The American Legion appreciates the opportunity to offer testimony regarding the processing of Persian Gulf War claims by the Department of Veterans Affairs. We commend the Chairman for convening this hearing. The topic of Persian Gulf claims has received little media attention, but is an important issue that lies at the heart of how the federal government aids disabled veterans of the Gulf War. This hearing comes in the midst of a massive review of Gulf War undiagnosed illness claims by VA because of earlier widespread processing errors and the recent extension of the presumptive period. This review and the extension of the presumptive period, although welcomed by The American Legion, both exacerbate the inherent flaw of the Gulf War Environmental Hazards processing system, of which undiagnosed illness claims are a major subset. The centralized processing of Gulf War Environmental Hazards claims has created a backlog of over 14,000 cases awaiting adjudication. Mr. Chairman, that's 14,000 disabled Gulf War veterans, many with families, forced to wait longer for their claim to be adjudicated. When VA initiated their plan to centralize Persian Gulf claims The American Legion adamantly opposed this effort because of the possibility it would create a massive backlog. The American Legion has consistently encouraged VA to immediately end the practice of processing Gulf War Environmental Hazards claims at four Area Processing Offices (APOs).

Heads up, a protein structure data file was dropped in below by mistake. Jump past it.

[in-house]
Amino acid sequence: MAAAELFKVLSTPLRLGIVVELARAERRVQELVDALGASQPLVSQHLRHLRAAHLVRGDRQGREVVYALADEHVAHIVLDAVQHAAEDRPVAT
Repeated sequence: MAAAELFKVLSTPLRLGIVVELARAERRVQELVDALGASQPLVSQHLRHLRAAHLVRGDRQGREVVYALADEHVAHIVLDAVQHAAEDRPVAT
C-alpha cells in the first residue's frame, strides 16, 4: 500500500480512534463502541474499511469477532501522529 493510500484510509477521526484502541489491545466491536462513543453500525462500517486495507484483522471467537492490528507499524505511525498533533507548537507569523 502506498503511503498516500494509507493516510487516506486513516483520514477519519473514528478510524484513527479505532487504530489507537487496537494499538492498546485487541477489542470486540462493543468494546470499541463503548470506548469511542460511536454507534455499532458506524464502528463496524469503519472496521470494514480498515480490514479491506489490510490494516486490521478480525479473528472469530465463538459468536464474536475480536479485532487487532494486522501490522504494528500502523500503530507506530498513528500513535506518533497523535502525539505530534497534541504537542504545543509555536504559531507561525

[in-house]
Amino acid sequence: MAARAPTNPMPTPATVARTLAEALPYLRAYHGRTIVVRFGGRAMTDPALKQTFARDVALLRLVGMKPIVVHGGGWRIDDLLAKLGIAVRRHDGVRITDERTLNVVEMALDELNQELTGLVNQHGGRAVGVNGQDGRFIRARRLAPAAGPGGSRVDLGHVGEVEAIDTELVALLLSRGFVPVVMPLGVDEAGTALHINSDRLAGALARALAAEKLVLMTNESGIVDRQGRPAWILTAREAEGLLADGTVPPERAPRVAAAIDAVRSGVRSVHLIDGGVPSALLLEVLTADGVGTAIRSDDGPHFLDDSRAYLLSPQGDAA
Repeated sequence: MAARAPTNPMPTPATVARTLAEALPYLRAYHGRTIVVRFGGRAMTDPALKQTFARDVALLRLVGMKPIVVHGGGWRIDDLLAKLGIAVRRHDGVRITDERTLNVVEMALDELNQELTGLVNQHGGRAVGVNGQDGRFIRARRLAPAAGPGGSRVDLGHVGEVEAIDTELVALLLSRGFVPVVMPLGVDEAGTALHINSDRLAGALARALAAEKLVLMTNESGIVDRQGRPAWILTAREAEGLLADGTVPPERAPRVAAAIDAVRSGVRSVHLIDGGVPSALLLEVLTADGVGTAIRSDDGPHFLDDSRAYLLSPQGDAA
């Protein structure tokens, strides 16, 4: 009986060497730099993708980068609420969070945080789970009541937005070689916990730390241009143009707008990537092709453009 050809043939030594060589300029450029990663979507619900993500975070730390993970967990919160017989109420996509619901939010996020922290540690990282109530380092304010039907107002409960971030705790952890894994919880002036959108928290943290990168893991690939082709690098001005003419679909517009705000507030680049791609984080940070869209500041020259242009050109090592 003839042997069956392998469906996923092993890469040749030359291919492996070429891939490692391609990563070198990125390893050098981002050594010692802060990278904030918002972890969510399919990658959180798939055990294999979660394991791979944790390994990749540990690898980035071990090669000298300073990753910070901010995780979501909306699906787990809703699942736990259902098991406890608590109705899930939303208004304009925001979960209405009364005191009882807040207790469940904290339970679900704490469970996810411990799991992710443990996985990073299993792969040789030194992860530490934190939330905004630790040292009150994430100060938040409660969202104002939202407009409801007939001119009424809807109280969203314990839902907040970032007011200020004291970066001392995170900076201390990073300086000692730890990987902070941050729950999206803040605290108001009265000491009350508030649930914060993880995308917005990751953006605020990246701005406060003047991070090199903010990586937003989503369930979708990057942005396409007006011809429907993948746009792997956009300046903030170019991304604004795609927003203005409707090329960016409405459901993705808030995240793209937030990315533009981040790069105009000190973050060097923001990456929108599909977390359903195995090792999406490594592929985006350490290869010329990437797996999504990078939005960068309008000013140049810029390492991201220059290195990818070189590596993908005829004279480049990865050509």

Background In 1991, many returning Gulf War veterans reported chronic symptoms of fatigue, skin rash, memory loss, joint and muscle pain, and other symptoms that have come to be known as Gulf War Illness (GWI). GWI is a complex of ill defined and often poorly characterized symptoms that have evaded a case definition by the medical community, and therefore, go undiagnosed by medical doctors.

In November 1994, Congress passed and the President signed Public Law 103446, the “Veterans' Benefits Improvement Act of 1994." This legislation was a bold, unprecedented approach to the payment of compensation for a serviceconnected disability. It allowed VA to pay compensation to Gulf War veterans who suffered from undiagnosed illnesses possibly related to their service in the Southwest Asia theater of operations. The legislation gave Gulf War veterans the benefit of the doubt concerning their current disabilities, keeping with the nation's long and proud tradition of caring for its disabled war veterans.

In February 1995, VA published the regulation titled Compensation for Certain Disabilities Due to Undiagnosed Illnesses" (38 CFR, section 3.317). The regulation required some nexus between symptoms and service in the Persian Gulf.

To qualify for disability compensation under this regulation a veteran must prove or provide evidence of the following: